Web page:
July 12, 2009 11:03:14 PM

One thing I meant to ask
I always use the drivers from the Intel site, as opposed to the gigabyte site
I assume that's ok?
The ones on the Gigabyte site are somewhat older than intel's ones.
July 12, 2009 11:23:06 PM

I'm a little confused: you "enabled AHCI".

On Intel's ICH I/O controller hubs, "AHCI" and "RAID"
are mutually exclusive.

Also, RAID is a superset of AHCI.


It sounds to me as if your "slow" WDs are running
in JBOD mode (Just a Bunch Of Disks = NON-RAID).


In your BIOS, if you switch back to RAID
you should also be able to enable
the Intel RAID "Option ROM"
(Read Only Memory chip).

The latter contains a POST program which
you invoke with CTRL-I (at the right moment).

Once inside that Option ROM, you can
initialize your RAID 0 array e.g. by assigning
the component hard drives.

Then, after booting into Windows,
you then need to partition and format
that RAID 0 array like any other hard drive.


All of the latter should be documented in
your motherboard's User Manual.


I hope this helps.


MRFS
July 12, 2009 11:36:11 PM

Right now I've got 2 drives
The WD2500JS as my C/Master drive and the WD5000AAKS as my D drive (For storage)
In the bios there's 3 options for the Sata ports, IDE, ACHI and RAID
I have no need for RAID, as it was underperforming, as per the original post.
I read suggestions that switching from standard IDE mode to ACHI, would improve performance for disks.
a c 177 V Motherboard
July 12, 2009 11:47:45 PM

My own testing has shown no advantage for using AHCI, BUT - I've recently learned that I'm running the wrong tests; in addition to providing hot-plug (if you have a use for it) AHCI's NCQ abilities appear to give a sizeable advantage if your useage mix consists of a lot of rapid-fire, small, (especially write) requests; if you are, like I am, mostly handling large files that ask for sustained access to successive sectors, AHCI won't show up at all... But then, neither can it hurt anything :) 
July 13, 2009 12:05:58 AM

Thanks for clarifying, AdamPD:

Intel recommends that RAID be set initially in the BIOS,
even if all disks start out as JBOD. I tend to agree
with this recommendation, for reasons that are specific
to our ASUS motherboards (e.g. ease of transition
from JBOD disks to RAID arrays).

Because RAID logic is a superset of AHCI logic,
RAID mode should also exploit NCQ and
support hot-plug for disks in JBOD mode.

The performance of your individual WD2500JS HDDs
appears normal to me.

For RAID 0 performance, I always recommend that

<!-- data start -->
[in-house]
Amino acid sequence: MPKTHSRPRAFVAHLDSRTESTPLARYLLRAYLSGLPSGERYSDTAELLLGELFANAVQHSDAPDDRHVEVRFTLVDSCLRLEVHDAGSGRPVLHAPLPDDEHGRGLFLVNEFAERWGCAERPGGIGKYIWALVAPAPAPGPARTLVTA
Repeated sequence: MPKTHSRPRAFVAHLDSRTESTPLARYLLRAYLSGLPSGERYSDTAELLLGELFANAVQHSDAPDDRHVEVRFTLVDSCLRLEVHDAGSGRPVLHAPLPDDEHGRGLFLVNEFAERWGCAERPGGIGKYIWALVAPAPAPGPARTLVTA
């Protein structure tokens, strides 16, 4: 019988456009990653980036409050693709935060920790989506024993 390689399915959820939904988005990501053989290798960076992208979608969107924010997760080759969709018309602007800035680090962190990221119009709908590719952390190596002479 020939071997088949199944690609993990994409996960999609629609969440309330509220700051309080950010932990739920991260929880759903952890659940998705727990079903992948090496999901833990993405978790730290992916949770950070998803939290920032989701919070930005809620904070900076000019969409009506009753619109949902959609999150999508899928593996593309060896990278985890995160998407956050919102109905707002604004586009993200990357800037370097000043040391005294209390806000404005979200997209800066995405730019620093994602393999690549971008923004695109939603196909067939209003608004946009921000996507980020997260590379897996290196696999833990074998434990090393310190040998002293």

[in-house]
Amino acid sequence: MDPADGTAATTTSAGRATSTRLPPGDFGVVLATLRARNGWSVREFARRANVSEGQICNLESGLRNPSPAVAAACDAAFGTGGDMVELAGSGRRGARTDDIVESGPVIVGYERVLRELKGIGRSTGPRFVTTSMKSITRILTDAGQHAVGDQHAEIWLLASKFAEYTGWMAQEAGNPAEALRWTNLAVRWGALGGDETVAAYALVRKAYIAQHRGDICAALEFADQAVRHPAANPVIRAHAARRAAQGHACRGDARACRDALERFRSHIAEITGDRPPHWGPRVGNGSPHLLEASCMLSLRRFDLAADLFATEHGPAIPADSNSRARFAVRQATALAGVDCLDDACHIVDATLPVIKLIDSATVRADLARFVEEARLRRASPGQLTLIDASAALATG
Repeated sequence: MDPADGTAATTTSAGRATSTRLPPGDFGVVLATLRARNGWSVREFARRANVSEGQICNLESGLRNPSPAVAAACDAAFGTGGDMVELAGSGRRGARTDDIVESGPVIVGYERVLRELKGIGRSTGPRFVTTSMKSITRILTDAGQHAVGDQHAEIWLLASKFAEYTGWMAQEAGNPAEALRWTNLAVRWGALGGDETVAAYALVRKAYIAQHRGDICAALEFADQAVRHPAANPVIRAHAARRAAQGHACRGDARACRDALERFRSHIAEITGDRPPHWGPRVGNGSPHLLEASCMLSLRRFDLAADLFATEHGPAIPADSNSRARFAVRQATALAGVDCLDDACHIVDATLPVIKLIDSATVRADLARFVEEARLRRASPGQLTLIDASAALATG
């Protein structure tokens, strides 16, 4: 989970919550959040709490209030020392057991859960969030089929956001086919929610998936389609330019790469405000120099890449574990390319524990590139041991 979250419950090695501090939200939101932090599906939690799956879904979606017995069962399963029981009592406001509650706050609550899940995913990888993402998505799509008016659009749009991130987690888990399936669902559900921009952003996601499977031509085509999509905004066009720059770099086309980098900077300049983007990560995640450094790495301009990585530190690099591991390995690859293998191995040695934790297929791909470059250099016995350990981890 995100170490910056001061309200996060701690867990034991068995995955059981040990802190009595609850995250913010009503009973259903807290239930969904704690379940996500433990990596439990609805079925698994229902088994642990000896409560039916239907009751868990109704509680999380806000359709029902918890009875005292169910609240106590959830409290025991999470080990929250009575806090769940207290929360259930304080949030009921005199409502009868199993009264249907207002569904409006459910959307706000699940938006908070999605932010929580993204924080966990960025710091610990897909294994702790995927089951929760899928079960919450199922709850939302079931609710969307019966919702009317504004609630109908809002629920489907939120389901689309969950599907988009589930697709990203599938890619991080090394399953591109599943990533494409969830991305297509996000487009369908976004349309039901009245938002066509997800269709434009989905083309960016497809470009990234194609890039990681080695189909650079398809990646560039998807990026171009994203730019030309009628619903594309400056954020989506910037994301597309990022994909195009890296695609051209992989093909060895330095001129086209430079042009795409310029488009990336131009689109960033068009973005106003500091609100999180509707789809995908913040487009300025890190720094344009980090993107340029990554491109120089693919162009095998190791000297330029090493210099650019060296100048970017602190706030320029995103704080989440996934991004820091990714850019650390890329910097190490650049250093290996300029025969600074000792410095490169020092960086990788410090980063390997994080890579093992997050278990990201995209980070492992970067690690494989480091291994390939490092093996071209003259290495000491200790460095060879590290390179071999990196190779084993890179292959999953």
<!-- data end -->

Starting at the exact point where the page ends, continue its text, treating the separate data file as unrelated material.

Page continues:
users go with WD's RAID Edition ("RE") HDDs,
because they are specifically engineered for
parallel operation in RAID arrays.

For example, read up on "Time-Limited Error Recovery"
at Western Digital's website.


I hope this helps.


p.s. Why don't you upgrade your C: drive
to a VelociRaptor? $190 after MIR at Newegg:

http://www.newegg.com/Product/Product.aspx?Item=N82E168...
(sale ends today, however)

There is also a less expensive 150GB VelociRaptor:

http://www.newegg.com/Product/Product.aspx?Item=N82E168...


The VR interface runs at 300MB/second, and
tests show the VR to be a vast improvement over
earlier WD Raptors. The cache is also 16MB
instead of the 8MB on your WD2500JS.


MRFS

a c 177 V Motherboard
July 13, 2009 12:15:13 AM

Quote:
Intel recommends that RAID be set initially in the BIOS, even if all disks start out as JBOD. I tend to agree with this recommendation, for reasons that are specific to our ASUS motherboards (e.g. ease of transition from JBOD disks to RAID arrays)


I'll third that second - I always recommend that both RAID 'pre-load' drivers be installed whenever dropping in an OS, for the Gigabytes, too - if you have the drivers loaded, they certainly do not require that you use the RAIDs, but then, should your plans or finances change in the future, your options are open, without a PITA kludge to get them into an existing OS. I also can swear by the VR 150s; I use two pair, RAID0'd, alternating swaps and OS's, so the relevant swap file is always on the opposite pair from the OS - makes the system fly...
July 13, 2009 1:20:12 AM

Heh, ironically, the reason I'm using this WD2500JS drive, is because my original Raptor (the original 74gb model) died on me a few weeks back, after 5+ years of service.
If I could afford a replacement, I certainly would
But I did figure out why windows was taking so long to load though! My acoustic settings on both drives was set to the half way point, changing it to "Loud/Fast" has speeded up windows a fair bit, heh
Just a shame the Raid setup never worked right.
I was looking at getting a decent raid card, but being that I'm off work with long term sick leave, I can't justify paying for that, or a raptor :p 
hehe
Thanks for all your help though!
a c 177 V Motherboard
July 13, 2009 3:55:39 AM